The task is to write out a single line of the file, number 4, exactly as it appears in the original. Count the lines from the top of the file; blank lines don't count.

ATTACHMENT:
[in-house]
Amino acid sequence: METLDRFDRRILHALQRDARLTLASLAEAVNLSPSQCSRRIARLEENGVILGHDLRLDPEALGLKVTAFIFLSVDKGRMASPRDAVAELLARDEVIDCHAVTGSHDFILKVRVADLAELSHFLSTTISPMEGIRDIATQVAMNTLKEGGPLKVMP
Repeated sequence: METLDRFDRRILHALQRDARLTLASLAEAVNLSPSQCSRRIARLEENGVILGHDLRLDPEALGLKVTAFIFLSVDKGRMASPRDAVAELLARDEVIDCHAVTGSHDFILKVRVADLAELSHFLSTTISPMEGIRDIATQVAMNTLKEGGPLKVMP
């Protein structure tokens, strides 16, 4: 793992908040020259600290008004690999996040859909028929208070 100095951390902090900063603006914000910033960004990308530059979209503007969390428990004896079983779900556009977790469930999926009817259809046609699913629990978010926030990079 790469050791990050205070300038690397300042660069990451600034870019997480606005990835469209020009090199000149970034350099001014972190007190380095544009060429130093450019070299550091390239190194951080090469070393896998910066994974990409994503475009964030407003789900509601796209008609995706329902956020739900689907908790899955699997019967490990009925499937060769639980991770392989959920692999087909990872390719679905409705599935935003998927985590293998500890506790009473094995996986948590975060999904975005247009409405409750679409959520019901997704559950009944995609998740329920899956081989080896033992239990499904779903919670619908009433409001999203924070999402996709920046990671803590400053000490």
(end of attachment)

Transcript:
């Protein structure tokens, strides 16, 4: 793992908040020259600290008004690999996040859909028929208070 100095951390902090900063603006914000910033960004990308530059979209503007969390428990004896079983779900556009977790469930999926009817259809046609699913629990978010926030990079 790469050791990050205070300038690397300042660069990451600034870019997480606005990835469209020009090199000149970034350099001014972190007190380095544009060429130093450019070299550091390239190194951080090469070393896998910066994974990409994503475009964030407003789900509601796209008609995706329902956020739900689907908790899955699997019967490990009925499937060769639980991770392989959920692999087909990872390719679905409705599935935003998927985590293998500890506790009473094995996986948590975060999904975005247009409405409750679409959520019901997704559950009944995609998740329920899956081989080896033992239990499904779903919670619908009433409001999203924070999402996709920046990671803590400053000490």